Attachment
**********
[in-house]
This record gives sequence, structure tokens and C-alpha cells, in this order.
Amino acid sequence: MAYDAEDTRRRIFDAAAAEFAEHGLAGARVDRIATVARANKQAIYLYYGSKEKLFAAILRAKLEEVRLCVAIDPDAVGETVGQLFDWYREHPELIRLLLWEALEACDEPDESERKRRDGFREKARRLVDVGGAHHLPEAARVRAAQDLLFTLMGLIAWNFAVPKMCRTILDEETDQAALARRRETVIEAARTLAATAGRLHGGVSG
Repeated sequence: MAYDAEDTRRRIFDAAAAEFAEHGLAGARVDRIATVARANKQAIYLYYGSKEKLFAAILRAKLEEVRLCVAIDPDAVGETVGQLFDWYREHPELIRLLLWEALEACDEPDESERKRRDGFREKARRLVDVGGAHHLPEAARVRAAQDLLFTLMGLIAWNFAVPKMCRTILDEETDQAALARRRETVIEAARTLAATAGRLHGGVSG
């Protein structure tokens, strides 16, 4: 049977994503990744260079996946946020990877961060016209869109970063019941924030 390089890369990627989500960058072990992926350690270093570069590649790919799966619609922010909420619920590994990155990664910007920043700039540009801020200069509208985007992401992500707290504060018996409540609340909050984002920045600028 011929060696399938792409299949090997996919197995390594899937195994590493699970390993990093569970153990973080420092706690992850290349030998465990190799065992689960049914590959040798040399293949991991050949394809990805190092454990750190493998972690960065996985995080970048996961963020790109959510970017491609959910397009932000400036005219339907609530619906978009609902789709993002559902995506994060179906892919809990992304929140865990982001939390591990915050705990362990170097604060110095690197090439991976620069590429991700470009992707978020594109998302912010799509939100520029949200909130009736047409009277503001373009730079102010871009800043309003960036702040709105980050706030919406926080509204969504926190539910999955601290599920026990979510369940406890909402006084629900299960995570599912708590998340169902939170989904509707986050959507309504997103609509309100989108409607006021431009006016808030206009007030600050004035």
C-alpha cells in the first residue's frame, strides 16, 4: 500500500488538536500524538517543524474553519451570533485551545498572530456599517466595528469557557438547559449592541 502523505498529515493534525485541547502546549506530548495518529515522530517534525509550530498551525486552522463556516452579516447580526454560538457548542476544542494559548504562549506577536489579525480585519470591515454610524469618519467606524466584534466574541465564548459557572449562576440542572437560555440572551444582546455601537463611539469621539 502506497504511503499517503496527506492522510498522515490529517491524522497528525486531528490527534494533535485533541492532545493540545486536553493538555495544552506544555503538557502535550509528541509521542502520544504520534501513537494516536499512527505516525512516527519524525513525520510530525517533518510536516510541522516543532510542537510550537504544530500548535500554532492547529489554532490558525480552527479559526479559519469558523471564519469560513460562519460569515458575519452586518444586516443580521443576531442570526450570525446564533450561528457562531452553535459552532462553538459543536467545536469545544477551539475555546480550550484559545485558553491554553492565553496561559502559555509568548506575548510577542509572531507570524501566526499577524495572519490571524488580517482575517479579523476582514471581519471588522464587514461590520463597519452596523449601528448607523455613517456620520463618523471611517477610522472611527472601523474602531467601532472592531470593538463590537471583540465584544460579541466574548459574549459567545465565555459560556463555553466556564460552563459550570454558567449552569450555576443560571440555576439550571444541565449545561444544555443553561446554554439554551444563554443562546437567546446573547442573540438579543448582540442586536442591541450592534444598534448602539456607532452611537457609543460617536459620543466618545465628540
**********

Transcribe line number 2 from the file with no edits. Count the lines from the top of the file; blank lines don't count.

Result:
This record gives sequence, structure tokens and C-alpha cells, in this order.